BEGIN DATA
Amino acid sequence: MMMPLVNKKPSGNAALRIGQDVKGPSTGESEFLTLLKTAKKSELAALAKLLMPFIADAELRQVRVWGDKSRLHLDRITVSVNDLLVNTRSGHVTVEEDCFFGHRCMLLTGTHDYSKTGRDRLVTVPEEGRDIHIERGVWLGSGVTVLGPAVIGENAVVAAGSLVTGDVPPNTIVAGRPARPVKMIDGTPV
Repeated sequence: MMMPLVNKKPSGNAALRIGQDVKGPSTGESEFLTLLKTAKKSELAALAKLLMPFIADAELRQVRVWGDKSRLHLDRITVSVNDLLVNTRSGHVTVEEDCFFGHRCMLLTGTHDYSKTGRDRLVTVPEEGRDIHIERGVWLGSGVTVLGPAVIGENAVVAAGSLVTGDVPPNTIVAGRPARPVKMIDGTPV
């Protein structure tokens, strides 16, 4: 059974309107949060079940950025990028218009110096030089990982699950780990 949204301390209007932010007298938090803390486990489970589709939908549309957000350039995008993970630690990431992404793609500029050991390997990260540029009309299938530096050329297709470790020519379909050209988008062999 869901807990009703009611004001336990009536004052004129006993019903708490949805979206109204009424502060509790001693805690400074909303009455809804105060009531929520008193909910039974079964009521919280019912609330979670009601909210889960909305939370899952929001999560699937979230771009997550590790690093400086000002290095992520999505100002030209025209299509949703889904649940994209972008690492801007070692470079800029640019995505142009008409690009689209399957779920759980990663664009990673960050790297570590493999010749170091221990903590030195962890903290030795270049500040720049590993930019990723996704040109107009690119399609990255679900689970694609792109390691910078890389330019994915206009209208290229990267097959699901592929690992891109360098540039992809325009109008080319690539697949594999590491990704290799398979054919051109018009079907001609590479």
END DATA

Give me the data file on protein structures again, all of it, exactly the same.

Amino acid sequence: MMMPLVNKKPSGNAALRIGQDVKGPSTGESEFLTLLKTAKKSELAALAKLLMPFIADAELRQVRVWGDKSRLHLDRITVSVNDLLVNTRSGHVTVEEDCFFGHRCMLLTGTHDYSKTGRDRLVTVPEEGRDIHIERGVWLGSGVTVLGPAVIGENAVVAAGSLVTGDVPPNTIVAGRPARPVKMIDGTPV
Repeated sequence: MMMPLVNKKPSGNAALRIGQDVKGPSTGESEFLTLLKTAKKSELAALAKLLMPFIADAELRQVRVWGDKSRLHLDRITVSVNDLLVNTRSGHVTVEEDCFFGHRCMLLTGTHDYSKTGRDRLVTVPEEGRDIHIERGVWLGSGVTVLGPAVIGENAVVAAGSLVTGDVPPNTIVAGRPARPVKMIDGTPV
């Protein structure tokens, strides 16, 4: 059974309107949060079940950025990028218009110096030089990982699950780990 949204301390209007932010007298938090803390486990489970589709939908549309957000350039995008993970630690990431992404793609500029050991390997990260540029009309299938530096050329297709470790020519379909050209988008062999 869901807990009703009611004001336990009536004052004129006993019903708490949805979206109204009424502060509790001693805690400074909303009455809804105060009531929520008193909910039974079964009521919280019912609330979670009601909210889960909305939370899952929001999560699937979230771009997550590790690093400086000002290095992520999505100002030209025209299509949703889904649940994209972008690492801007070692470079800029640019995505142009008409690009689209399957779920759980990663664009990673960050790297570590493999010749170091221990903590030195962890903290030795270049500040720049590993930019990723996704040109107009690119399609990255679900689970694609792109390691910078890389330019994915206009209208290229990267097959699901592929690992891109360098540039992809325009109008080319690539697949594999590491990704290799398979054919051109018009079907001609590479």